Meadmaking — like winemaking — has been around for thousands of years. And if you make wine you can also make mead using much of the same equipment. In this issue, two master meadmakers share some insight for making your own mead at home.
Michael Fairbrother, Founder and Meadmaker of Moonlight Meadery in Londonderry, New Hampshire. Michael has homebrewed since 1995. Started in his garage in 2010, Moonlight Meadery now has capacity to produce over 200,000 bottles per year.
We make more than 58 different varieties of mead at Moonlight Meadery — everything from traditional meads to melomels to metheglins. I choose to make all of these different varieties because I like the diversity. Within the traditional mead category, we also make many different types of meads using different types of honey. The great thing about mead is that you can ferment year-round. I also think I have more of an ability to make unique flavors than traditional wineries. You can make a very well-balanced mead that can go with anything.
I usually work with wildflower blossom honey for our meads, but I do also work with other types of honey such as Tupelo, cranberry, blueberry blossom and orange blossom varieties. I would have to say that my favorite variety of honey is Tupelo, which is produced from the White Ogeechee Tupelo, but it is very hard to come by as it is only produced in the Northwest region of Florida that includes the Ogeechee River, the Apalachicola, and the Chattahoochee River basins. So when I can’t get Tupelo, my second favorite honey variety is orange blossom. It’s all a matter of personal preference. For example, my mother’s favorite variety is almond blossom. We tend to use the specialty honey varieties only for traditional meads as it will showcase the honey’s flavor, and use more neutral honey for fruit meads. We do, however, make our strawberry rhubarb mead with orange blossom honey because it softens up the tartness from the rhubarb and also gives it a nice balance.
If you want to make mead at home I would recommend always using yeast nutrients. At Moonlight we use a staggered yeast nutrient program: split the nutrients — half and half of GoFerm and Fermaid K. For example, in a 5-gallon (19-L) batch I would recommend 1.5 tsp. of Fermaid K and 1.5 tsp. of GoFerm (or you can use diammonium phosphate /DAP). Add a fourth of this mixture for the first three days (1⁄4 each day). When 30% of the sugar is depleted add therest of the mixture. This gives the yeast the right amount of nutrients as it is growing and multiplying and really helps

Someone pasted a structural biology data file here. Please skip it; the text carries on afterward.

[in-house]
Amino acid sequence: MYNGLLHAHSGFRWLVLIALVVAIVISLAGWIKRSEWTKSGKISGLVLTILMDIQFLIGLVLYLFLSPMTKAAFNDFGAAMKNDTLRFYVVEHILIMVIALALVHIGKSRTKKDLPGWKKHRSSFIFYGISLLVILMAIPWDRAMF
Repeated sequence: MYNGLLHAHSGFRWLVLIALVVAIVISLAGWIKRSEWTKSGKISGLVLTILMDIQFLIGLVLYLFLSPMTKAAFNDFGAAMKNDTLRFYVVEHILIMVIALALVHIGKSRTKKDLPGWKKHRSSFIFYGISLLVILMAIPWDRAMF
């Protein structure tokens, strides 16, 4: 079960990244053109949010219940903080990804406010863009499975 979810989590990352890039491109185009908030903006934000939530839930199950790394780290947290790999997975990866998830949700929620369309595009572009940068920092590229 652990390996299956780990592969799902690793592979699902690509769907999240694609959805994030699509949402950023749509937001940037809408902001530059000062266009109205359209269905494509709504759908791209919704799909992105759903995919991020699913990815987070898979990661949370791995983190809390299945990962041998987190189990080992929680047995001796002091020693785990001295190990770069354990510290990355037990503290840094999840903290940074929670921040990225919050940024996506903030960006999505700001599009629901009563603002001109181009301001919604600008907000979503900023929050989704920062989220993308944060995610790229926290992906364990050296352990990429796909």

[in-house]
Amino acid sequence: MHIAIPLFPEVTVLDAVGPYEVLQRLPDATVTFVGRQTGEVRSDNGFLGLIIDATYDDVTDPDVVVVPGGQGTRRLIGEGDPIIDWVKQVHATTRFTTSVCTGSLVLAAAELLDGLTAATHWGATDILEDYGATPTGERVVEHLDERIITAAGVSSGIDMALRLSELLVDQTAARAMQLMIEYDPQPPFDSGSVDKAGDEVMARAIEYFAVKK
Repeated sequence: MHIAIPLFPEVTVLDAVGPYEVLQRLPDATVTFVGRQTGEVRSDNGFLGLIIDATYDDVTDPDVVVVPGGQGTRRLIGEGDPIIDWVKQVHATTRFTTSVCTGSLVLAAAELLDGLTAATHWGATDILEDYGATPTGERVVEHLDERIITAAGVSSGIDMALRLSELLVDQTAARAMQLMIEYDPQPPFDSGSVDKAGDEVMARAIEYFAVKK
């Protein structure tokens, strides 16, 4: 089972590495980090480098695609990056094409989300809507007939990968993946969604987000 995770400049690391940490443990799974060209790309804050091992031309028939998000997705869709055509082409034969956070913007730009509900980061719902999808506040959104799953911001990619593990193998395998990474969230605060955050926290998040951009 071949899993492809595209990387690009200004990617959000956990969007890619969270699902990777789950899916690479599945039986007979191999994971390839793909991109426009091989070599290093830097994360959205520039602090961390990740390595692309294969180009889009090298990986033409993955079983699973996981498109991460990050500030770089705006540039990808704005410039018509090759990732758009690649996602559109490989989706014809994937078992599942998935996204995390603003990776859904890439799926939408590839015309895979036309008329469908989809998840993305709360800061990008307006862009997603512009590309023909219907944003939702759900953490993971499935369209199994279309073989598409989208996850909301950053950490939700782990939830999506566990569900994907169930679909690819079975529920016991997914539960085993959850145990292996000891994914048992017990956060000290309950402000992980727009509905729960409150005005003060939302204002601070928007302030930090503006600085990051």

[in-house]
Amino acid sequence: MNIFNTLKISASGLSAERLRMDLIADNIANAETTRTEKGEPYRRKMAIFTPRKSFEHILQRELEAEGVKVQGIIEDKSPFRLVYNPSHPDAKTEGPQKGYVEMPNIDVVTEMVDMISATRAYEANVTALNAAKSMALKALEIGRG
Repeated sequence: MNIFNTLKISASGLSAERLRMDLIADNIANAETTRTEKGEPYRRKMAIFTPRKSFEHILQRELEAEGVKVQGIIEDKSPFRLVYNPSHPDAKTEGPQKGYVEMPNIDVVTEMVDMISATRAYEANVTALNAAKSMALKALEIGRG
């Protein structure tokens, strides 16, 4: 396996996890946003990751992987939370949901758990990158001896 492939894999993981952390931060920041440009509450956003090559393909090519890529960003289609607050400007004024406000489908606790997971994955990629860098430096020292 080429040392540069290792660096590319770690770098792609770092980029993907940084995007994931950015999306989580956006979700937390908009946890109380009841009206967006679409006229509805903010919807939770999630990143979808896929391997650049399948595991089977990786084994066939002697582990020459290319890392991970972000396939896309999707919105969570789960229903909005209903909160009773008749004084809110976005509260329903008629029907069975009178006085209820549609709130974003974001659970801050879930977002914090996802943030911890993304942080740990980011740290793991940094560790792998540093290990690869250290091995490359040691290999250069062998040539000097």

prevent the fusel alcohols by controlling the temperature.
As for yeast, we only use one strain, Lalvin 71B, which is a white wine yeast. I like using it for our meads because I think it has a nice neutral palate, and it also likes to ferment at a low temperature — around 62 °F (17 °C). When kept at that temperature 71B can give the mead a nice, clean flavor.
One of the things I would caution anyone to be careful about when making mead at home is to be careful to get honey from a really good source. You don’t want to use honey that is cheap — the results can be disastrous.
My other advice for any amateur meadmakers is to make a lot of it. In order to really understand how to make mead you need to practice. One year I made 60 different batches of mead, which were all a 1⁄2-gallon (1.9-L) each to try making different types.
Also, don’t be afraid to experiment with your homemade meads. We recently barrel-aged some of our mead with oak barrels we got from Sam Adams (Boston Beer Company), and I think that the oaking takes the mead to a whole new level.
Candy Griffin, Meadmaker at Brothers Drake Meadery in Columbus, Ohio. A love of craft wine, beer and spirits spurred Candy’s desire to learn the science and artistry of making mead.
We make about 10 different flavors of mead. Traditionals, melomels, metheglins, and a cyser. They range from dry to sweet.
Honey is sort of the terroir of the mead world. The flavor of the honey comes from the flowers the bees harvested, so honeys vary both seasonally and regionally depending on what blossoms are out. We use all local Ohio wildflower honey. Our beekeeper lives locally and all of his hives are within about an hour of the meadery.
I use wine yeasts to ferment our meads, and I use different strains for different meads. I rehydrate our yeast with GoFerm then introduce the yeast slowly into a small amount of must to get it active before mixing it into the batch.
Much of the meadmaking process is the same as wine. We are always fighting oxidation and spoilage. We keep a layer of CO2 on all of our meads in tanks, and we are extremely sanitary to fight off any spoilage microorganisms. We use bentonite and depth filtration to remove yeasts and bacteria, and potassium sorbate to stabilize post-filtration. We do not use sulfites, so we are extra, extra careful about preserving our meads.
When making a melomel, the higher quality ingredients you use, the better your final product will taste. Use quality, local fruits. Most melomels tend to rise up quite high at the beginning of fermentation as well, so leave room in your fermenter.
My advice is to have fun with it if you make mead. Mead is so versatile; you can make so many different varieties. Herbs, fruits, squashes, dry, sweet, spicy, sparkling, still — the possibilities really are endless. I recently made a burnt mead at home. I boiled the honey for two hours and my house still smells like caramelized honey. I can’t wait to see how it tastes after fermentation.